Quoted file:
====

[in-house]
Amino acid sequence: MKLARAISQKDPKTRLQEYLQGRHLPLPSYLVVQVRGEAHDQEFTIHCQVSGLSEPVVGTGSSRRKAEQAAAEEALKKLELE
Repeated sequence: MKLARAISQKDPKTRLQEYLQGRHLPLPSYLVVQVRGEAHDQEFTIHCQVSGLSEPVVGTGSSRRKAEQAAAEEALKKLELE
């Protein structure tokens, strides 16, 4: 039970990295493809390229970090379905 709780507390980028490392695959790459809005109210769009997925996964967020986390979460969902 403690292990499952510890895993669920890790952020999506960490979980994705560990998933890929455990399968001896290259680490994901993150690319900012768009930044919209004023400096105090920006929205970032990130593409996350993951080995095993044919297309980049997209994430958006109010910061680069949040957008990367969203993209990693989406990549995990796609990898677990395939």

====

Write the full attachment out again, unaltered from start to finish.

[in-house]
Amino acid sequence: MKLARAISQKDPKTRLQEYLQGRHLPLPSYLVVQVRGEAHDQEFTIHCQVSGLSEPVVGTGSSRRKAEQAAAEEALKKLELE
Repeated sequence: MKLARAISQKDPKTRLQEYLQGRHLPLPSYLVVQVRGEAHDQEFTIHCQVSGLSEPVVGTGSSRRKAEQAAAEEALKKLELE
């Protein structure tokens, strides 16, 4: 039970990295493809390229970090379905 709780507390980028490392695959790459809005109210769009997925996964967020986390979460969902 403690292990499952510890895993669920890790952020999506960490979980994705560990998933890929455990399968001896290259680490994901993150690319900012768009930044919209004023400096105090920006929205970032990130593409996350993951080995095993044919297309980049997209994430958006109010910061680069949040957008990367969203993209990693989406990549995990796609990898677990395939």